“The provided value for the template parameter is not valid” in ARM template deployments

I’ve come across this one before, but I hit it again today and I wanted to share the details of what happened. Basically the scenario is this, I have an ARM template that I want to deploy and it takes in parameters. The deployment needs to run through PowerShell using the Azure RM PowerShell cmdlets. When I call New-AzureRmResourceGroupDeployment I get the error that says “The provided value for the template parameter is {parameter name} not valid”, and this is where things start getting weird. Continue reading ““The provided value for the template parameter is not valid” in ARM template deployments”

Adding additional intellisense to VS Code when editing PowerShell scripts

Most people that I talk to about my experiences writing PowerShell scripts these days will know that Visual Studio Code is my absolute preference for editor these days.┬áIt’s a great tool with lots of little tricks to help you improve your productivity – and recently I came across another one to help when I work on SharePoint related scripts for SharePointDsc, and this is how I add intellisense for SharePoint PowerShell cmdlets when I’m authoring scripts on my laptop (which doesn’t have SharePoint installed on it). Continue reading “Adding additional intellisense to VS Code when editing PowerShell scripts”

Getting IDs to use with the Package DSC resource

One of the questions I get from customers who are looking at using the Package DSC resource to install MSI’s and executables is “What is the ProductID for the installer I want to run?”. If you look at the documentation the ProductID is meant to be a unique identified for the product you are installing, but how can you figure out what the correct value for any given installation is? Lucky for us you can actually use a little bit of PowerShell to look this up after you manually install the product once. Let me give you an example, I recently had to write a DSC script which would install SQL Server Management Studio 17.1 with DSC, so here is the approach I took. Continue reading “Getting IDs to use with the Package DSC resource”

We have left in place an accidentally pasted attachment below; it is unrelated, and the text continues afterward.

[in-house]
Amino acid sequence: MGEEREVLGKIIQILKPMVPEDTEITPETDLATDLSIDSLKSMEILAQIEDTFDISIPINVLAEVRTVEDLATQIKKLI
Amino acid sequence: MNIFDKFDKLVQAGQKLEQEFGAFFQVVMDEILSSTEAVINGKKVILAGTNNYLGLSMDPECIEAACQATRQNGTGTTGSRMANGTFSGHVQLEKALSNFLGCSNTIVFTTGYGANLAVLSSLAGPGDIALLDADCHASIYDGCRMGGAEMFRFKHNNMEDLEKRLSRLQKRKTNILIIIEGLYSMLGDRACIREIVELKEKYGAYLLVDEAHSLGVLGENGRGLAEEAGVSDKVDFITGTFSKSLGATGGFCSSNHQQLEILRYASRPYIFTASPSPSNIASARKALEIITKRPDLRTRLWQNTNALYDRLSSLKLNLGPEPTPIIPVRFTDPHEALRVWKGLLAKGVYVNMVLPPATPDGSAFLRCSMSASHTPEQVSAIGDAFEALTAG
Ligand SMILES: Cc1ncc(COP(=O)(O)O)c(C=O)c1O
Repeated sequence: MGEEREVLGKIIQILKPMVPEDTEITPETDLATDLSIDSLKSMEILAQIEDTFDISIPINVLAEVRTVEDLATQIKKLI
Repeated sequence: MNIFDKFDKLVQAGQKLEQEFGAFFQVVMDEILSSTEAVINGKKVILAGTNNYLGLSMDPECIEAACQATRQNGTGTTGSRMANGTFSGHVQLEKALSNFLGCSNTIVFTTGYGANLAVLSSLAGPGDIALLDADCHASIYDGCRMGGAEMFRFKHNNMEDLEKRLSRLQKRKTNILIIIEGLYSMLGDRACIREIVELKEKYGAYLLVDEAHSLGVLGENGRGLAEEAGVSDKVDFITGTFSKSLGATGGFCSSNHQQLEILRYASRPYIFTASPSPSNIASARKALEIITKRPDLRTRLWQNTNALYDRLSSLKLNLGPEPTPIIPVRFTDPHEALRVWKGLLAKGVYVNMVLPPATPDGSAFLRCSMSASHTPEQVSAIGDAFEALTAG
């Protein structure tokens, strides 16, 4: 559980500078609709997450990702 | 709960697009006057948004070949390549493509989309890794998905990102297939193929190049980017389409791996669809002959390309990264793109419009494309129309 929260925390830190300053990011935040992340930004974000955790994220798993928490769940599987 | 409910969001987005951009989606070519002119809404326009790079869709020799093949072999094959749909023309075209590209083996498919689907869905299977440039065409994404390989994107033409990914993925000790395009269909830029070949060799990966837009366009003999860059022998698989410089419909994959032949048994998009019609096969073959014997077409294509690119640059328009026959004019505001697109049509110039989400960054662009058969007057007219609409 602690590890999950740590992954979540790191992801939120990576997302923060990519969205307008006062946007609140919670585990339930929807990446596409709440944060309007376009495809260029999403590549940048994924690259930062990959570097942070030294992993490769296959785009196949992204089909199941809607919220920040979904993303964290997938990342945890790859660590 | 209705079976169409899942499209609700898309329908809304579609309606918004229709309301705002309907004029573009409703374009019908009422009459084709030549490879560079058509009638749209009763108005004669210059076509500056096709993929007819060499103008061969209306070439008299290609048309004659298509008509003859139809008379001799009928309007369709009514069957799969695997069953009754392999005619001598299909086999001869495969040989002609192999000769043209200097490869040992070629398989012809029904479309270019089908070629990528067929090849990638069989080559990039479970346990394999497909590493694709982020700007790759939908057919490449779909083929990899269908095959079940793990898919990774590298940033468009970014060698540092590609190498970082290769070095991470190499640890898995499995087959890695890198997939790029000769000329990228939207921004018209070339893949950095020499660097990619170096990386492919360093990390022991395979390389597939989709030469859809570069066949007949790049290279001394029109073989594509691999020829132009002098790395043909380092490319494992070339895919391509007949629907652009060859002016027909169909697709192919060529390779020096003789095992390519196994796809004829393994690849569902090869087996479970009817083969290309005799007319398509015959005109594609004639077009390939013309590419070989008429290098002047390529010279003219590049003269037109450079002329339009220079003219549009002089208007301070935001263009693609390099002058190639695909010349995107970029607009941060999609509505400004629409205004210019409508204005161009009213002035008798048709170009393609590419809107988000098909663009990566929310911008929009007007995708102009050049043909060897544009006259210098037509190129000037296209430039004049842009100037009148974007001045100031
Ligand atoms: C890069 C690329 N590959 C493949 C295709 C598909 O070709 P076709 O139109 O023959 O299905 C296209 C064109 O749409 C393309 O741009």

Running Azure Automation runbooks from IFTTT tasks

I recently had an idea (ok lets call it ‘collaboratively came up with while talking to one of the grads in our office) to look at ways that I could trigger runbooks in my Azure Automation account from my phone. The specific issue we were looking to solve in this case was “how can I easily shut down all the VMs in my subscription from my phone if I forget to turn them off”. Now I already have a runbook that was scheduled to shut down the VMs every night at 11pm as a ‘just in case’ but surely there was a better way if I remembered before than to rely on that automation schedule. After a little bit of thought, the idea of create a “do button” from IFTTT (stands for “if this then that”, great little automation site that I recommend you check out if you haven’t used it already) seemed to be the perfect solution for me. So here’s a run through of the solution from start to end. Continue reading “Running Azure Automation runbooks from IFTTT tasks”

xSharePoint is now SharePointDsc – what you need to know!

For just over 12 months now we have been working hard to grow the xSharePoint DSC module to let SharePoint 2013 and 2016 administrators use PowerShell Desired State Configuration to manage their SharePoint deployments. We’ve come a long way in the last year, and now with the help of my core team we are making an important transition – we are renaming from “xSharePoint” to “SharePointDsc”. Continue reading “xSharePoint is now SharePointDsc – what you need to know!”